Cricket photographer David Munden dies aged 60 | Cricket Bats | England

David Munden, the renowned cricket photographer and former county batsman, has died at the age of 60 after a long battle with Parkinson’s Disease.

Munden, who was a fixture on England cricket tours in the 1980s and 1990s, had been on Leicestershire’s books from 1975 until 1981 when, as captain of their second XI, he signed off with a century in his final appearance against Worcestershire at Grace Road.

He was a contemporary of David Gower’s at the club, with whom he also represented England Under 19s on their tour of the Caribbean in 1976.

“His passion for cricket was evident in the way he took to photographing the game once he realised he would not go on to enjoy a senior county career,” said Mark Baldwin, the chairman of the Cricket Writers’ Club.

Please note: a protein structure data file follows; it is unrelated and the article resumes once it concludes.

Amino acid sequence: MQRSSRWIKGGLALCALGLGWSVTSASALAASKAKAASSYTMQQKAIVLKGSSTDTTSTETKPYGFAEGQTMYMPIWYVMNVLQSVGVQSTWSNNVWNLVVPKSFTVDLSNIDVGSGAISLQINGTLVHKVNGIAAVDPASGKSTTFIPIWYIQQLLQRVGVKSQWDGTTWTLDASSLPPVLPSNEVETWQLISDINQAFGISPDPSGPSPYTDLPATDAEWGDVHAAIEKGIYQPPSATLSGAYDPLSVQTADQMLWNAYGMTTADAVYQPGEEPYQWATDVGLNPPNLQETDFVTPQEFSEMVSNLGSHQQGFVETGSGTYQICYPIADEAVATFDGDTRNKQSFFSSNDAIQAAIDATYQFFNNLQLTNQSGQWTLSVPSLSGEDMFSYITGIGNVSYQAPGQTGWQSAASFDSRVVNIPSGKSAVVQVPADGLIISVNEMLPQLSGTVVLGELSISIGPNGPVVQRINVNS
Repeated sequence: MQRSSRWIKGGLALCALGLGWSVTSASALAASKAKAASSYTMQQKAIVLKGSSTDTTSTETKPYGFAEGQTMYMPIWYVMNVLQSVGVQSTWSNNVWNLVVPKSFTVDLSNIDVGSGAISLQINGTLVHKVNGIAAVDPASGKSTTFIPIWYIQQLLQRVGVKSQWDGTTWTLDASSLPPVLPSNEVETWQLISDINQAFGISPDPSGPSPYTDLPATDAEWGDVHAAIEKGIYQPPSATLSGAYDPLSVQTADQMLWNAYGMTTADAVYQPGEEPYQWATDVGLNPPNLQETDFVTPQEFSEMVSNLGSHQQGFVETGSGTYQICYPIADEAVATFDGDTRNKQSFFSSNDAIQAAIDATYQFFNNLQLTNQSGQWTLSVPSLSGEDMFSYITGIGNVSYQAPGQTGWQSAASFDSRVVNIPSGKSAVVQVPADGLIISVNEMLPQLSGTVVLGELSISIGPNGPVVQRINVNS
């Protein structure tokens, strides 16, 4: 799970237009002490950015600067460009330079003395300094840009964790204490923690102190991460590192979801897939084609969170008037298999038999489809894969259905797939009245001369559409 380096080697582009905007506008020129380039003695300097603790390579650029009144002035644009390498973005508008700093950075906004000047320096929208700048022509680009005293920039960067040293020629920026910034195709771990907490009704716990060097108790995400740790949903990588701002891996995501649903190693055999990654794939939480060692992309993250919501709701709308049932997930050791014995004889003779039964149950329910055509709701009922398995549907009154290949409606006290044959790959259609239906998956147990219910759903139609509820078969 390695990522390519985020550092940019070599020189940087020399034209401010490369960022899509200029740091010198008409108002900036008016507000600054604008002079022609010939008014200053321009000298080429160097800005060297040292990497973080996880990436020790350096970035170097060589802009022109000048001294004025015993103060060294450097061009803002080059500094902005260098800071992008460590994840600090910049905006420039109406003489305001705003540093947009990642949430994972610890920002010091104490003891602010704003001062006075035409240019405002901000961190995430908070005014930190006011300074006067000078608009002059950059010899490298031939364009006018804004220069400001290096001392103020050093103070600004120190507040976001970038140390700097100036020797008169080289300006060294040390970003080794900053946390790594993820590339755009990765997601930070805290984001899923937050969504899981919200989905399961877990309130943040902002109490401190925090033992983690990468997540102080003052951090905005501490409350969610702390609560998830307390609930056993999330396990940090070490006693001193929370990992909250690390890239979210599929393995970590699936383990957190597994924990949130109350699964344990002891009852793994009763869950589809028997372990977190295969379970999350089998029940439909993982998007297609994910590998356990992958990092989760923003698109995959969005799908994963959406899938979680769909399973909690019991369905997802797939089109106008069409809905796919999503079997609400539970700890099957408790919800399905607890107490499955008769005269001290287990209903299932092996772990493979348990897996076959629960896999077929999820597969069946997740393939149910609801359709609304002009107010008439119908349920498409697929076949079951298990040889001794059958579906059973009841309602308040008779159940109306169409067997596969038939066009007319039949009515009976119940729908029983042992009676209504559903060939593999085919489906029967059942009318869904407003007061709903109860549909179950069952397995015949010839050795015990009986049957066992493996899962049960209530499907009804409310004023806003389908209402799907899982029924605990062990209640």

“He was a highly popular and much-respected colleague in and around press boxes at home and abroad. Cruelly, David’s illness eventually forced him to retire from his photographic work and he fought against the debilitations of Parkinson’s for many years.”

In 2015, Leicestershire held a fundraising testimonial for Munden at Grace Road, where his father Victor and uncles Donald and Paul had also represented the club.

The news of Munden’s death comes in the wake of the loss of Dave Callaghan, the BBC Yorkshire broadcaster, and Neil Bell, the BBC South East sports reporter.

“In different ways and across different mediums the three of them contributed much to the promotion and presentation of cricket to a wide audience,” added Baldwin, “and they will be remembered with huge affection. What they shared, meanwhile, was a deep love of cricket and respect for the game.”


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